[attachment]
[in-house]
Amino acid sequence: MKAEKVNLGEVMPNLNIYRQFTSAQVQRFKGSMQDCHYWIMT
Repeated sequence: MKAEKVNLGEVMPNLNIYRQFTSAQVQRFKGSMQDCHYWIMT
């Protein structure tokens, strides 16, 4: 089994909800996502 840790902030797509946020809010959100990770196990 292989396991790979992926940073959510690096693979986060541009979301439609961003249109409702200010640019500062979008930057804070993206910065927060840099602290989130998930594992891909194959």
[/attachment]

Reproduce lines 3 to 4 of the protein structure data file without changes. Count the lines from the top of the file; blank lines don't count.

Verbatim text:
Repeated sequence: MKAEKVNLGEVMPNLNIYRQFTSAQVQRFKGSMQDCHYWIMT
């Protein structure tokens, strides 16, 4: 089994909800996502 840790902030797509946020809010959100990770196990 292989396991790979992926940073959510690096693979986060541009979301439609961003249109409702200010640019500062979008930057804070993206910065927060840099602290989130998930594992891909194959």